Military officials and others have been expecting Obama to settle on a middle-ground option that would deploy an eventual 32,000 to 35,000 U.S. forces to the 8-year-old conflict. That rough figure has stood as the most likely option since before Obama's war council meeting earlier this month when he tasked military planners with rearranging the timing and makeup of some of the deployments. That led to Monday night's final gathering.
With the war worsening on Obama's watch, U.S. combat deaths climbing and public support dropping, the president seemed aware he has a lot to explain to the public.
"I feel very confident that when the American people hear a clear rationale for what we're doing there and how we intend to achieve our goals, that they will be supportive," he said, speaking at a White House news conference with Indian Prime Minister Manmohan Singh.
"It is my intention to finish the job," he said of the war in Afghanistan that has been going on since shortly after the Sept. 11 attacks in 2001.
Obama held his 10th and final war council meeting Monday night. In response to a question about his upcoming announcement, he sketched out the areas - but not the specifics - of what he will talk about after Thanksgiving.
He suggested he intends to explain in some detail not only troop deployments and the other civilian and diplomatic elements of an overhauled strategy, but also how the U.S. might ultimately leave Afghanistan. When he ordered advisers to rethink the options presented to him, it was mainly to clarify when U.S. troops would turn over responsibility to the Afghan government and under what conditions.
"It's going to be very important to recognize that the Afghan people ultimately are going to have to provide for their own security, and so we'll be discussing that process whereby Afghan security forces are properly trained and equipped to do the job," Obama said.
Obama must not only sell his plan to the public, but to foreign allies whose additional resources the White House wants in Afghanistan. The president bluntly said Tuesday he would talk in his announcement about "the obligations of our international partners in this process."
The timing of his address is timed in part to come before a NATO foreign ministers meeting, taking place in Brussels, Belgium, at the end of next week.
Obama also must pitch his plan to Capitol Hill, where lawmakers will be asked to fund the effort.
Among those likely to take part in congressional hearings are Obama's top commander in Afghanistan, Gen. Stanley McChrystal, as well as Secretary of State Hillary Rodham Clinton, Defense Secretary Robert Gates and U.S. Ambassador to Afghanistan Karl Eikenberry. All four were among about 20 officials and advisers participating in the president's final deliberations Monday night - one of the biggest groups gathered for these sessions in some time.
"It is in our strategic interests, in our national security interest to make sure that al-Qaida and its extremist allies cannot operate effectively in those areas," Obama said of the Afghan war. "We are going to dismantle and degrade their capabilities and ultimately dismantle and destroy their networks."
Reflecting the waning popular support for continued - or escalated - war, Democrats are coming to dislike the conflict in greater numbers. Democratic allies of the president, such as House Speaker Nancy Pelosi, D-Calif., and Senate Armed Services Chairman Carl Levin, have become more outspoken on the war in recent days.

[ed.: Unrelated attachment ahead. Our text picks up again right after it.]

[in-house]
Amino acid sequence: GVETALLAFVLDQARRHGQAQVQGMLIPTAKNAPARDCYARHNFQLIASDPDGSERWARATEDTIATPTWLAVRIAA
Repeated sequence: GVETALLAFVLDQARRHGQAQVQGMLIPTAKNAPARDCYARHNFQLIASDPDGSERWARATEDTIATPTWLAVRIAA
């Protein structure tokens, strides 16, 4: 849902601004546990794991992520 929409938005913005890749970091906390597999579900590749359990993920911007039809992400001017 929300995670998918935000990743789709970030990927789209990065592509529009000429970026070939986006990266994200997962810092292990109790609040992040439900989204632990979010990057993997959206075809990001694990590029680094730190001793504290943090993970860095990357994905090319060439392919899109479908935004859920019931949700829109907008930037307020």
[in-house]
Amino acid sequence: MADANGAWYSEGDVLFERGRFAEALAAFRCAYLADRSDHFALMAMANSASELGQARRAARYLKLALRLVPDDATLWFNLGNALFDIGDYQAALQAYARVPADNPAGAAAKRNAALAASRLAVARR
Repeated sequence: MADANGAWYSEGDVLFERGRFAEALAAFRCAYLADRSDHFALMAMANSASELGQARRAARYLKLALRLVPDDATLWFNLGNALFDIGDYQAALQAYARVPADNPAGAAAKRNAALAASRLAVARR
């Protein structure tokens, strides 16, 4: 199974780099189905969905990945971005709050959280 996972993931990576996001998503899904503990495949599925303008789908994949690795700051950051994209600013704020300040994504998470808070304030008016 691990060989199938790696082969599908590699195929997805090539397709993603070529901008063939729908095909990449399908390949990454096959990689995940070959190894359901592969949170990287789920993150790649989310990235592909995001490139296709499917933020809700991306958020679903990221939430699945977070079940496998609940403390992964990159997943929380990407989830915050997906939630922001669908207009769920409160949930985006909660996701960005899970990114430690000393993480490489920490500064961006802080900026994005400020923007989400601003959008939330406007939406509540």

The force infusion expected by the military would represent most but not all the troops requested by McChrystal, for a retailored war plan that blends elements of the commander's counterterror strategy with tactics more closely associated with the CIA's unacknowledged war to hunt down terrorists across the border in Pakistan.
McChrystal presented options ranging from about 10,000 to about 80,000 forces, and told Obama he preferred an addition of about 40,000 atop the record 68,000 in the country now, officials have said.
Obama has already ordered a significant expansion of 21,000 troops since taking office.
The additional troops would be concentrated in the south and east of Afghanistan, the areas where the U.S. now has most of its forces, military officials said. The new troops that already went this year were directed to help relieve Marines stretched to the limit by far-flung postings in Helmand province and that would continue, while the U.S. effort would expand somewhat in Kandahar.
The increase would include at least three Army brigades and a single, larger Marine Corps contingent, officials said. All officials spoke on condition of anonymity because the decision is not final.
U.S. war planners would be forgoing the option of increasing U.S. fighting power in the north, a once-quiet quadrant where insurgents have grown in strength and number in the past year. But McChrystal's recommendation never called for a quick infusion there.
In the absence of large additions of ground forces, dealing with the north would probably require relying more heavily on air power, two military officials said. Any such additional air strikes would be more successful if, as U.S. officials hope, Pakistan turns up the heat on Taliban militants on their side of the border.
As originally envisioned by McChrystal, the additional U.S. troops would begin flowing in late January or after, on a deployment calendar that would be slower and more complex than that used to build up the Iraq "surge" in 2007. McChrystal's schedule for full deployment has it taking nearly two years, military officials said.
The relatively slow rollout is largely driven by logistics. But it also could give the White House some leverage over Afghan President Hamid Karzai. U.S. officials note that where and how fast troops are deployed are a means to encourage fresh and more serious efforts at cooperation and clean government in Afghanistan.